Does Sparsity Help in Learning Misspecified Linear Bandits?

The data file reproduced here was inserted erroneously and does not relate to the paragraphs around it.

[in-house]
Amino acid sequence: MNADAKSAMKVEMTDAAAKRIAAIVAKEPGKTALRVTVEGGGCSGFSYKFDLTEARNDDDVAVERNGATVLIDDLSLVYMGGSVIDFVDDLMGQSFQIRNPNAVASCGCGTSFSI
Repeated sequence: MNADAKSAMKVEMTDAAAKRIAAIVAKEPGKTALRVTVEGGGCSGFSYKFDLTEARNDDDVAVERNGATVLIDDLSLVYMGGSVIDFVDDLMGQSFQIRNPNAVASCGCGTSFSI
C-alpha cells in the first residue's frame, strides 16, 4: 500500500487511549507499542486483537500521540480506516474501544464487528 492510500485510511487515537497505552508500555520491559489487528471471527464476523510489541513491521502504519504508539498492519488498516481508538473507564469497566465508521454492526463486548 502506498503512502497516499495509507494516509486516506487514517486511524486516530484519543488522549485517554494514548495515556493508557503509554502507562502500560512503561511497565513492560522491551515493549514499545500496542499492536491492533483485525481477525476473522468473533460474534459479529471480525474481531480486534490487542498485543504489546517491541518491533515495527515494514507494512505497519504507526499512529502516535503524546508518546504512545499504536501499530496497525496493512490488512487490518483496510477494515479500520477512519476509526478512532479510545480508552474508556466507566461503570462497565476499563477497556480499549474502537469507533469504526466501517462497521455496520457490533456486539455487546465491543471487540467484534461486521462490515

Recently, the study of linear misspecified bandits has generated intriguing implications of the hardness of learning in bandits and reinforcement learning (RL). In particular, Du et al. (2020) show that even if a learner is given linear features in ℝ^d that approximate the rewards in a bandit or RL with a uniform error of ε, searching for an O(ε)-optimal action requires pulling at least Ω(exp(d)) queries. Furthermore, Lattimore et al. (2020) show that a degraded O(ε√(d))-optimal solution can be learned within poly(d/ε) queries. Yet it is unknown whether a structural assumption on the ground-truth parameter, such as sparsity, could break the ε√(d) barrier. In this paper, we address this question by showing that algorithms can obtain O(ε)-optimal actions by querying O(ε^-sd^s) actions, where s is the sparsity parameter, removing the exp(d)-dependence. We then establish information-theoretical lower bounds, i.e., Ω(exp(s)), to show that our upper bound on sample complexity is nearly tight if one demands an error O(s^δε) for 0<δ<1. For δ≥ 1, we further show that poly(s/ε) queries are possible when the linear features are "good" and even in general settings. These results provide a nearly complete picture of how sparsity can help in misspecified bandit learning and provide a deeper understanding of when linear features are "useful" for bandit and reinforcement learning with misspecification.READ FULL TEXT